Thank you so much. I too have a 2 year old son and am worried that he will feel I am not there for him. Is that the case or how did your little one handle it? My mom will come to stay with us and I am so thankful for this as she will make sure there is food and that our boy is taken care of with lots of love. I will eat good now and drink lots of fluids. I am anxious and that is right now the hardest thing... knowing that what will come is hard but really not having any idea. I just want to get through this and take care of the 'c'.

Gulamin
Posts: 132
Joined: Dec 2010

Grateful to have found you!

sissy310
Posts: 300
Joined: May 2010

Hi, just thought I'd pipe in a little bit too. I'm three months post treatment and from what I remember, the early part of treatment was easier as it is cumulative...in some ways I was glad it was like that, it gives you a gradual build up to some of the symptoms - at least it did me. I was able to do quite a bit the first four or five weeks, tired, yes, but I could still do things. Towards the end it was harder but I had my son's girlfriend's 3 year old here a lot and was still able to read to him and do little things with him...I did sleep a lot more but that is because he was not here all the time.

As everyone said before me, drink lots of fluids (that is soooooo important). I was alternating between watered down gatorade and water with a little bit of flavoring. Sleep when you need to sleep, when you are tired. Have supportive family and friends around to help out especially towards the last few weeks. You will find yourself recovering and gaining strength really fast after treatment is over. I was surprised myself. Hang in there - you have a bunch of us (seasoned and new) who are here to support you and get you through this. Take care and come in to let us know how you are doing! Marilyne

Gulamin
Posts: 132
Joined: Dec 2010

Thank you for your words... it made my day... How did it go with your eating? Did any of you try juiced vegetables and fruits? Also, what is the average weight loss during this period? Good to hear you are doing well... that really makes me feel just to want to get through this and be thankful that we are able to beat this...

mp327's picture
mp327
Posts: 2949
Joined: Jan 2010

I had to pretty much give up on fruits and veggies during treatment. For one thing, they didn't sound good to me, and secondly, they would always cause my diarrhea to be worse. It took quite a few months after treatment for my digestive system to handle them without consequences. I had to add them back in gradually and always cooked, not raw. Things are much better now. I wanted so badly to eat healthy foods while in treatment, but my body said otherwise and I just had to eat what I could tolerate and taste. I ate a lot of canned soups and those instant lunch noodle cups--things I would not normally eat, mainly because of the sodium. However, I lost enough weight that my oncologist told me I had to eat whatever I could stomach or else end up in the hospital. I admire anyone who was able to eat more normally during treatment than I was, but honestly, I don't know how they did it! I'm not sure there is an "average" weight loss per your question. Weight loss, like every other facet of this journey, is individual. Try not to judge how you are doing by someone else's experience.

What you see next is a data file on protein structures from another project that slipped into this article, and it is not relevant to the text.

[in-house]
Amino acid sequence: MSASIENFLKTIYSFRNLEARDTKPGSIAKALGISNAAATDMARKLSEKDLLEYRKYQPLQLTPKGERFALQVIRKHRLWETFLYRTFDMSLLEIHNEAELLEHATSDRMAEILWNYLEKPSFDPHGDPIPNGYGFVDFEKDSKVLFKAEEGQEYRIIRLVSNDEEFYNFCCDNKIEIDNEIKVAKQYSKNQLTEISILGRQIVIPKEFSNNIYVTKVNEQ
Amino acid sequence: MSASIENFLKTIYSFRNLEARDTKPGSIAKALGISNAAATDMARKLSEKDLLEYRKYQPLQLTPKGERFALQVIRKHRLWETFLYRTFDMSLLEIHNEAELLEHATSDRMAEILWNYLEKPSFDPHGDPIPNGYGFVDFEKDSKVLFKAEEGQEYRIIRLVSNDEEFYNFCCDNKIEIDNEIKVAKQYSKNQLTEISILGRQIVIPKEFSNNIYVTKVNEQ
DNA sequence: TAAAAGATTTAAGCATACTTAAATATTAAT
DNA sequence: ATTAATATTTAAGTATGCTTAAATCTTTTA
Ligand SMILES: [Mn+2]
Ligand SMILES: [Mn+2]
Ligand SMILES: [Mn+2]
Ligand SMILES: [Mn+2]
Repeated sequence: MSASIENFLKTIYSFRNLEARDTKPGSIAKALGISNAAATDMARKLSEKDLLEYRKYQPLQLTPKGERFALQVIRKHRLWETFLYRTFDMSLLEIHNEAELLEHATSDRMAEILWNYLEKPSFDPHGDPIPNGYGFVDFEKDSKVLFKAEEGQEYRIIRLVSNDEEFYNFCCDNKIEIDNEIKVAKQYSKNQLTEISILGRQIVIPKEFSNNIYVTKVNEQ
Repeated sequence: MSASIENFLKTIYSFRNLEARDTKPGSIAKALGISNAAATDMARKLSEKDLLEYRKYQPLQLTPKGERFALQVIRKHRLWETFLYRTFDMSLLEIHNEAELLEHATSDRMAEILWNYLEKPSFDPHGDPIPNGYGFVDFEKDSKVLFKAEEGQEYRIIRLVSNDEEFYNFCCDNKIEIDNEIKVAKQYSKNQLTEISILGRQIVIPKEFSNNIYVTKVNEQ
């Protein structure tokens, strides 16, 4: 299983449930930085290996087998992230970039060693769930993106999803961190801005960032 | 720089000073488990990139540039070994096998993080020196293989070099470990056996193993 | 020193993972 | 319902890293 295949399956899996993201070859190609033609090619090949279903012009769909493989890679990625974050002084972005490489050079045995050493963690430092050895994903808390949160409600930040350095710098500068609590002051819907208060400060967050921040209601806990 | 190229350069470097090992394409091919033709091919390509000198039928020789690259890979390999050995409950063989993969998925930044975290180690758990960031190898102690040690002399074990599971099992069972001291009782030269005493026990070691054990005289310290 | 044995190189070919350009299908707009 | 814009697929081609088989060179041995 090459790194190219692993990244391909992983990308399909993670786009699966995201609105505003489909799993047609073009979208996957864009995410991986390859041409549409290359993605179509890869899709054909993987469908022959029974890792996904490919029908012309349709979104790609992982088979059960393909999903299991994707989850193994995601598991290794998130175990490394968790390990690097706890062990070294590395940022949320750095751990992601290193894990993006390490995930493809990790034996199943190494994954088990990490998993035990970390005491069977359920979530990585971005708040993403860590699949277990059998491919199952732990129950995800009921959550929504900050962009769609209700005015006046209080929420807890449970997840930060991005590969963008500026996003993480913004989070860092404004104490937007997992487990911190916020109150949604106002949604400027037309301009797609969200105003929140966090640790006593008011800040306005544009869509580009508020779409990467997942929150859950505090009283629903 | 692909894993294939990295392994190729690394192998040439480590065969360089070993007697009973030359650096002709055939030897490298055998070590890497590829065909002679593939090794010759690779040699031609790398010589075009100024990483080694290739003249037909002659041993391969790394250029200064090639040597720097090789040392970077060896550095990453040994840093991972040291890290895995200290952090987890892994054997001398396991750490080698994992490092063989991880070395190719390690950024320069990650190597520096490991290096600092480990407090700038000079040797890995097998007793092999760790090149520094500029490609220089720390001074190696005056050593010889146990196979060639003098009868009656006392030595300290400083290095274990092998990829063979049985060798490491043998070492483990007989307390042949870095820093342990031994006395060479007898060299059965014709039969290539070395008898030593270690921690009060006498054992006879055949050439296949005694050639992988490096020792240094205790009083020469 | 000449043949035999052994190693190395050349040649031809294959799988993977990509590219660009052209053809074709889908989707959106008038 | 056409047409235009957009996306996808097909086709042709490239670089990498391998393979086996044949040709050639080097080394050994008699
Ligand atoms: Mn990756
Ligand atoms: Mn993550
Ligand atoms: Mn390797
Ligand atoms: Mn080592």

grandma2selena's picture
grandma2selena
Posts: 199
Joined: Jun 2009

First of all I want to add for me the first month was the easiest, it really wasn't until the end that my body began to feel so rough.

My doctor kept on me about eating soft foods, drink ensure, the list went on and on, but none of that sounded good to me. I did end up hospitalized when I got the secondary infection, which is truly rare, so don't let that scare you one bit! The doctor kept me on a bland diet which I couldn't eat. I finally told him to take me off the bland diet and just let me eat what I felt I could. I ordered Salmon, baked potato, the works...ate what I could and left what I couldn't. My point is everyone is different and you just have to try, if it doesn't smell good, or taste good, you just don't think you can eat it then don't. I lived on Cheese and bread sticks or crackers, ate those all the time. Also ham and turkey sandwiches. I think the first month was the hardest for me for eating, but the second month I was so hungry I ate anything put in front of me. Vegetables and Fruits were hard to eat, and it did take a long time even after treatment to be able to eat these without diarrhea.

At one point I craved a hamburger and fries so bad, my husband went to McDonald's for me and oh that tasted so good especially the vanilla shake. During this time you might find that your diet isn't as well as it could be, the important thing is to eat what you can, when you are hungry, and don't sweat the little things like how healthy is this food, just eat or drink, as in shakes.